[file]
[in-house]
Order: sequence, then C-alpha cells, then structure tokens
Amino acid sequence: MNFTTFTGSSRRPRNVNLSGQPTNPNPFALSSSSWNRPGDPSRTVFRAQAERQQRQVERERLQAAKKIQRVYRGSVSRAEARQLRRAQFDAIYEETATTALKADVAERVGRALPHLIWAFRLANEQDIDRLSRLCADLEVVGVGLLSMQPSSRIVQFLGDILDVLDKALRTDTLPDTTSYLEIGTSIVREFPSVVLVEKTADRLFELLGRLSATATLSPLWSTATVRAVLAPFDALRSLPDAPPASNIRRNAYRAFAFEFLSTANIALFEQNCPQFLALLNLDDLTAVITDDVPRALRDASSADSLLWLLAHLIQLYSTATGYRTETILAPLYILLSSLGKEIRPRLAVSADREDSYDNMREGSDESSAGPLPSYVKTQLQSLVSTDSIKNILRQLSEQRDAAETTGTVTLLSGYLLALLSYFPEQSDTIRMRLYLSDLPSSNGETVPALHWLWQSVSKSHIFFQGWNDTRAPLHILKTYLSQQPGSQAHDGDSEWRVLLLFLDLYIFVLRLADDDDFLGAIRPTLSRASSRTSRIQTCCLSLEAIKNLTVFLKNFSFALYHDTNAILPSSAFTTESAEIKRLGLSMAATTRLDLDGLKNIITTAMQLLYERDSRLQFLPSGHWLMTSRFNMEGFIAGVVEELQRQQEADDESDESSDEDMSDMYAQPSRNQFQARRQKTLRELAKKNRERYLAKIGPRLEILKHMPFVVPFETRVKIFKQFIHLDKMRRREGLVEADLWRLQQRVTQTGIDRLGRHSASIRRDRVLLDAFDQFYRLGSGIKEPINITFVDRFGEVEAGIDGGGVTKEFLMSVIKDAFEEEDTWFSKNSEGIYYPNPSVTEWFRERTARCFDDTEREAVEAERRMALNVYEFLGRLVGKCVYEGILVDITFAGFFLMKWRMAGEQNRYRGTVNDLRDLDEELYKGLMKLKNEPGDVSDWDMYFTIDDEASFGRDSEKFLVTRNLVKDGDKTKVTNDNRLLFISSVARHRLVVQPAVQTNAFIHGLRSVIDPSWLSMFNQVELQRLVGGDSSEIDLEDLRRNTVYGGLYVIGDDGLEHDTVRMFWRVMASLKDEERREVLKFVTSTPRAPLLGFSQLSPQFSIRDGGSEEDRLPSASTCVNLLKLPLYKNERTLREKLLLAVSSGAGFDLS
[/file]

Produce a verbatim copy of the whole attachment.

[in-house]
Order: sequence, then C-alpha cells, then structure tokens
Amino acid sequence: MNFTTFTGSSRRPRNVNLSGQPTNPNPFALSSSSWNRPGDPSRTVFRAQAERQQRQVERERLQAAKKIQRVYRGSVSRAEARQLRRAQFDAIYEETATTALKADVAERVGRALPHLIWAFRLANEQDIDRLSRLCADLEVVGVGLLSMQPSSRIVQFLGDILDVLDKALRTDTLPDTTSYLEIGTSIVREFPSVVLVEKTADRLFELLGRLSATATLSPLWSTATVRAVLAPFDALRSLPDAPPASNIRRNAYRAFAFEFLSTANIALFEQNCPQFLALLNLDDLTAVITDDVPRALRDASSADSLLWLLAHLIQLYSTATGYRTETILAPLYILLSSLGKEIRPRLAVSADREDSYDNMREGSDESSAGPLPSYVKTQLQSLVSTDSIKNILRQLSEQRDAAETTGTVTLLSGYLLALLSYFPEQSDTIRMRLYLSDLPSSNGETVPALHWLWQSVSKSHIFFQGWNDTRAPLHILKTYLSQQPGSQAHDGDSEWRVLLLFLDLYIFVLRLADDDDFLGAIRPTLSRASSRTSRIQTCCLSLEAIKNLTVFLKNFSFALYHDTNAILPSSAFTTESAEIKRLGLSMAATTRLDLDGLKNIITTAMQLLYERDSRLQFLPSGHWLMTSRFNMEGFIAGVVEELQRQQEADDESDESSDEDMSDMYAQPSRNQFQARRQKTLRELAKKNRERYLAKIGPRLEILKHMPFVVPFETRVKIFKQFIHLDKMRRREGLVEADLWRLQQRVTQTGIDRLGRHSASIRRDRVLLDAFDQFYRLGSGIKEPINITFVDRFGEVEAGIDGGGVTKEFLMSVIKDAFEEEDTWFSKNSEGIYYPNPSVTEWFRERTARCFDDTEREAVEAERRMALNVYEFLGRLVGKCVYEGILVDITFAGFFLMKWRMAGEQNRYRGTVNDLRDLDEELYKGLMKLKNEPGDVSDWDMYFTIDDEASFGRDSEKFLVTRNLVKDGDKTKVTNDNRLLFISSVARHRLVVQPAVQTNAFIHGLRSVIDPSWLSMFNQVELQRLVGGDSSEIDLEDLRRNTVYGGLYVIGDDGLEHDTVRMFWRVMASLKDEERREVLKFVTSTPRAPLLGFSQLSPQFSIRDGGSEEDRLPSASTCVNLLKLPLYKNERTLREKLLLAVSSGAGFDLS